The first was an amendment offered by Senator John Kerry to put into law a plan to start withdrawing combat forces immediately and complete the process by next July. It failed on a vote of 86-13. The second was a nonbinding resolution widely supported by Democrats that urged President Bush to begin withdrawing troops this year, but that did not set a deadline for completion. It too, failed - albeit more narrowly - 60-39.
As usual, both the Republicans and the Democrats railed at each other, with the former accusing the latter of wanting to “cut and run” (the new GOP catchphrase heading into the midterm elections), and the latter villifying the former for blindly following the president while ignoring the will of the people. The Democrats have at least got the fundamental issue right: there is an unquestionable need for a concrete plan to end the occupation of Iraq, but they would have an even stronger case if they didn't appear to be leaping straight for withdrawal without defining interim milestones to which the public can subscribe.
Although 53% of Americans responding to a recent CNN poll believe a timetable for getting out of Iraq needs to be set, advocating a withdrawal date without a plan for achieving it is clearly unsupportable either from a military standpoint or a public policy one. The question of exactly how to go about bringing our troops home remains unanswered - at least in the public forum - and most people recognize both the need for a plan and the debt we have incurred to the nation of Iraq by effectively tearing it down.
The public needs to understand exactly what advocating withdrawal means. Are we really willing to throw up our hands and simply leave, no matter what is happening in Iraq at the time and no matter the longer-term consequences? Or are we going to lay out some interim conditions that must be met, and stay longer than our originally-stated withdrawal date if things are not as we believe they have to be?
As incomplete as these calls for withdrawal from Iraq are, the Democrats are at least asking the right questions. The GOP’s position that we need to “stay the course” is patently ridiculous. Albert Einstein once said, “The definition of insanity is doing the same thing over and over again, and expecting different results,” and clearly that maxim holds here. Despite some small victories like the recent killing of al-Qaeda in Iraq leader Abu Musab al-Zarqawi, three years after the U.S. rolled into Baghdad, Iraq’s infrastructure remains in shambles, sectarian violence is on the rise, bombings and executions are daily events, and American troops continue to be killed and injured.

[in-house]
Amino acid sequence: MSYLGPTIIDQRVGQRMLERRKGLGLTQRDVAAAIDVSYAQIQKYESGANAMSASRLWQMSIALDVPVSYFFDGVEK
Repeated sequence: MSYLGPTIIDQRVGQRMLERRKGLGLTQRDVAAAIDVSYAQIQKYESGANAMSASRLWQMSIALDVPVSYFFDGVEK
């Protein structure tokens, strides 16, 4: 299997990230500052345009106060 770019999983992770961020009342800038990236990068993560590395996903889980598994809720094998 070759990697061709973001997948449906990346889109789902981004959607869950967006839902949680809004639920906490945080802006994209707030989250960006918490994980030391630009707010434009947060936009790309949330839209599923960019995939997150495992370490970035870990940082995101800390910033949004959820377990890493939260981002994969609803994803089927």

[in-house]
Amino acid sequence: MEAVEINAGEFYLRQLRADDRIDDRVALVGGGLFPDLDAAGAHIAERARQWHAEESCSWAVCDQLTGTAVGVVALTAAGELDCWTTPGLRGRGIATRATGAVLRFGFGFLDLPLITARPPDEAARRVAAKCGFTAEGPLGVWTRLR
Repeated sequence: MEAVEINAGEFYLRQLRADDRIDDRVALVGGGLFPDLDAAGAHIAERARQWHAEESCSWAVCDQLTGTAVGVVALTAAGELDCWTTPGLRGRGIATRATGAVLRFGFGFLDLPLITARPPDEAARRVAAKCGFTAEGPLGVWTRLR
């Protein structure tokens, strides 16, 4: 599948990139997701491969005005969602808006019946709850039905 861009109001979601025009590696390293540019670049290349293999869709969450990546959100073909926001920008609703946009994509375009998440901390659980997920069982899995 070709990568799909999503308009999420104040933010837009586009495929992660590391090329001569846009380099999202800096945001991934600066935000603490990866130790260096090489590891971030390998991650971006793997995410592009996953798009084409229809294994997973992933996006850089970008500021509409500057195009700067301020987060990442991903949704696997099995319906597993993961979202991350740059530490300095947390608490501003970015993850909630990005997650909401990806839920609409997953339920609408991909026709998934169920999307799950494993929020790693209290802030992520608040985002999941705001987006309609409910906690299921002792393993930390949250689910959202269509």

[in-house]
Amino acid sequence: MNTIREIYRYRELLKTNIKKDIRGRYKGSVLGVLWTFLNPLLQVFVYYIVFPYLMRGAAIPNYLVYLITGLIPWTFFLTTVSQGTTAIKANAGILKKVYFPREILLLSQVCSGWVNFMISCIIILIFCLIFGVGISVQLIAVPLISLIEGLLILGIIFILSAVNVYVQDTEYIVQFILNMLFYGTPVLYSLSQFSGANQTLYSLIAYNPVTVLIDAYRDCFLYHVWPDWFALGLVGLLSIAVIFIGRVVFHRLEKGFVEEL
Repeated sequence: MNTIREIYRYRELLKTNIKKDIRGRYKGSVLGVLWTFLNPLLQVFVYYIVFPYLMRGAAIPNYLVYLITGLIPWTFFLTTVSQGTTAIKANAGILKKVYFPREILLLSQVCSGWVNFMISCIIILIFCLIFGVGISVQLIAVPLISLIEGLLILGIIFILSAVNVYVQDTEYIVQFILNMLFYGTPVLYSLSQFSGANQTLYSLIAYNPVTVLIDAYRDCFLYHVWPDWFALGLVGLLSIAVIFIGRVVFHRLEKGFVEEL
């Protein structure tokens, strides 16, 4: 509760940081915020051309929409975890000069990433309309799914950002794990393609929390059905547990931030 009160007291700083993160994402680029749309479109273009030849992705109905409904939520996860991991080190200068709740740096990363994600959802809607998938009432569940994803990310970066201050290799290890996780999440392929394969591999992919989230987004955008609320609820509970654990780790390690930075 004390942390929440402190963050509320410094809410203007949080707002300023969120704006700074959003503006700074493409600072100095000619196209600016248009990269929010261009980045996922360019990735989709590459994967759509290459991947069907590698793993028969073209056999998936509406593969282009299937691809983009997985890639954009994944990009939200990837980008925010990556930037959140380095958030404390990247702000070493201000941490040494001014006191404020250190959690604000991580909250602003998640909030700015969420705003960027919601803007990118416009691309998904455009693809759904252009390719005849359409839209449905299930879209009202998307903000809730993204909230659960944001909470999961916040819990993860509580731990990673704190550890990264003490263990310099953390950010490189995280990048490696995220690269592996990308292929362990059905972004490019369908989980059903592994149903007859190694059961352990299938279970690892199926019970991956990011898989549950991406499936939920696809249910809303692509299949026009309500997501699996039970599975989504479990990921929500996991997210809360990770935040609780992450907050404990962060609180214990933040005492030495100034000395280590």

Staying the course isn’t so much a plan as an episode of South Park; specifically the episode entitled “Underpants Gnomes,” in which one of the characters is terrorized by nighttime visits from gnomes who steal his underwear. When one of the creatures is captured and asked why he is purloining skivvies, the gnome responds that it is all part of a grand plan, the constituent elements of which are:
Phase 1 – Collect underpants
Phase 2 - ?
Phase 3 – Profit
When it is pointed out to the gnome that Phase 2 is missing, he is momentarily at a loss, but then enthusiastically repeats the mantra “Phase 1: Collect underpants. Phase 3: Profit!” Substitute “Stay the course” and “Achieve victory!” respectively, and the parallels to the stupidity of current policy are evident. Phase 2 is “Plan strategic withdrawal based on defined goals,” and as with the Underpants Gnomes, it’s clearly absent.
Why aren’t we talking about what, specifically, needs to happen for our armed forces to leave Iraq? “We’ll stand down as they stand up” – yet another GOP talking point – is nothing more than an empty slogan. What does it mean for Iraqis to “stand up”?
In other words, how many fully trained and equipped brigades of functioning Iraqi military do there need to be before the country's armed forces are deemed self-sufficient? How far does the daily rate of suicide bombing and sectarian murder have to fall before we believe Iraqis can handle the situation? How many barrels of oil does Iraq need to be pumping each day so that the U.S. can stop pouring hundreds of billions of dollars into the country? During what percentage of the day will there be available electricity to the citizens of Iraq before we call the infrastructure sound?
Why is no one talking about success criteria or at least criteria for moving to a new phase of the American occupation? What are the specific steps toward getting our troops home? If this information exists, why isn’t it part of the public discourse?
Given the negligence shown by the Bush Administration in prosecuting the Iraq War, the Democrats have a solid and obvious case for redeploying our troops out of Iraq. To be taken seriously however, they need to start filling in the details and fleshing out the concept of withdrawal to create a substantive policy. Doing so would not only get the U.S. out of its current role as occupying force, it would nullify the Republican's "cut and run" rhetoric, and further expose the Bush Administration for its clueless worship of ideology over fact.